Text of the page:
News & Politics

Wuhan Lab Connected to Chinese Military, Documents Reveal

AP Photo/Mark Schiefelbein

A Daily Mail investigation has uncovered additional evidence that the COVID-19 coronavirus may have originated in a military virus lab in Wuhan, China, despite denials from the Chinese Communists that the military was involved.

In February, the World Health Organization concluded that there was no evidence for the lab origin theory, and that the team investigating the virus’s origins should stop pursuing that theory. Hundreds of scientists around the world were outraged and demanded the WHO continue looking into the Wuhan lab hypothesis.

The Wuhan Institute of Virology project began nine years ago and was tasked with studying bat viruses. It was a maximum-security facility overseen by the Chinese army.

Daily Mail:

Documents obtained by The Mail on Sunday reveal that a nationwide scheme, directed by a leading state body, was launched nine years ago to discover new viruses and detect the ‘dark matter’ of biology involved in spreading diseases.

One leading Chinese scientist, who published the first genetic sequence of the Covid-19 virus in January last year, found 143 new diseases in the first three years of the project alone.

It would be logical for someone familiar with the COVID-19 virus to be the first scientist in the world to sequence its genome. But it’s the involvement of the military and the research to find viruses that might be weaponized that has raised red flags with Western intelligence agencies. It should be noted that there is no direct evidence for a military bioweapons program in China. But it’s hard to find another reason for the military’s interest.

The fact that such a virus-detection project is led by both civilian and military scientists appears to confirm incendiary claims from the United States alleging collaboration between the Wuhan Institute of Virology (WIV) and the country’s 2.1 million-strong armed forces.

The scheme’s five team leaders include Shi Zhengli, the WIV virologist nicknamed ‘Bat Woman’ for her trips to find samples in caves, and Cao Wuchun, a senior army officer and government adviser on bioterrorism.

Prof Shi denied the US allegations last month, saying: ‘I don’t know of any military work at the WIV. That info is incorrect.’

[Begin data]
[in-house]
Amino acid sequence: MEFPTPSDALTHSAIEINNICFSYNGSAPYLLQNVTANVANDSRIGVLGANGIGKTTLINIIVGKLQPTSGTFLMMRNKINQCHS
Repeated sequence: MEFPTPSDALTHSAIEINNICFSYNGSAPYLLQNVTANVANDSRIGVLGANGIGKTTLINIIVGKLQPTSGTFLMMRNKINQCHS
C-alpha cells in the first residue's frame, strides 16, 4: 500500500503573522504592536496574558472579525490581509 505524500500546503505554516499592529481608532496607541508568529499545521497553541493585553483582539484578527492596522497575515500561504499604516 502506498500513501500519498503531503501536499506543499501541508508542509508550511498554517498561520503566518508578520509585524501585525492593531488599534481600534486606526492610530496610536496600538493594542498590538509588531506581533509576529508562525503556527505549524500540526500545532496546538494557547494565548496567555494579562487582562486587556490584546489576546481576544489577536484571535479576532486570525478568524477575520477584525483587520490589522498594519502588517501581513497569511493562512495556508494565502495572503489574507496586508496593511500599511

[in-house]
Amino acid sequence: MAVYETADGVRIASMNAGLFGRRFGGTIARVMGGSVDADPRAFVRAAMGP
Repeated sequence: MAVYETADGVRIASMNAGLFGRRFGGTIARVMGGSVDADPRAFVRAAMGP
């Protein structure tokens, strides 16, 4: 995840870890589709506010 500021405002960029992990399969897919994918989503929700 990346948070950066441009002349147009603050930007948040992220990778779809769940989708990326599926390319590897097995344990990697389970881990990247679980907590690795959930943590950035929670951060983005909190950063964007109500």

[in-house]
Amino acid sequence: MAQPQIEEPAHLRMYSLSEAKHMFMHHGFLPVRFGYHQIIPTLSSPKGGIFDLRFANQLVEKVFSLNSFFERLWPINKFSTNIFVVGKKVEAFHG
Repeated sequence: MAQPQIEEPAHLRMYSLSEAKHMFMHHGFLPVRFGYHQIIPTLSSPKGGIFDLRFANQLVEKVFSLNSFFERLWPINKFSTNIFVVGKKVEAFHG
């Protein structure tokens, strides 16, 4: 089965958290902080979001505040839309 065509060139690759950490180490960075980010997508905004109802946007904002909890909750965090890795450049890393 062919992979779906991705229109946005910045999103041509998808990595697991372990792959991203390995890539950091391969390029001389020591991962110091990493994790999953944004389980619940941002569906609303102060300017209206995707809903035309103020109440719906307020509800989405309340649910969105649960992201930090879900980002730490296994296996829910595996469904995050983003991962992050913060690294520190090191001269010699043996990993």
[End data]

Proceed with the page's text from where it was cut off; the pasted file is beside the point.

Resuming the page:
The U.S. State Department has raised concerns about the “gain of function” work done at the lab. Basically, gain of function “places positive selective pressure on the microorganisms to effect mutations that would increase their pathogenicity, transmissibility, and antigenicity.” In other words, gain of function takes a bad bug and turns it into a very, very bad bug.

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Now, why would civilian scientists do something like that? The standard response is that they were trying to explore life at its most basic level. But with the confirmed military connection, gain of function takes on a whole, new, dark meaning.

The documents obtained by The Mail on Sunday detail a major project called ‘the discovery of animal-delivered pathogens carried by wild animals’, which set out to find organisms that could infect humans and investigate their evolution.

It was launched in 2012 and funded by the National Natural Science Foundation of China. The project was led by Xu Jianguo, who boasted at a conference in 2019 that ‘a giant network of infectious disease prevention and control is taking shape’.

The professor also headed the first expert group investigating Covid’s emergence in Wuhan. He denied human transmission initially, despite evidence from hospitals, then insisted in mid-January ‘this epidemic is limited and will end if there are no new cases next week’.

We’re never going to get the truth out of China. And once the pandemic fades into a bad memory, the impetus to discover its origins will also disappear.

China is going to get away with it. Helping them do so will be their wholly-owned subsidiary, the World Health Organization. It would take guts for an American president to demand accountability and put our money where his mouth is. Stiff economic sanctions on China would invite retaliation, but also could damage their economy more severely than their sanctions could damage ours. This would be especially true if we managed to get the rest of the industrialized world to act in concert with America.

China is not the preeminent power in the world — yet. Until it is, the Chinese Communist Party must be shown that their failures to contain the pandemic have a steep real-world cost.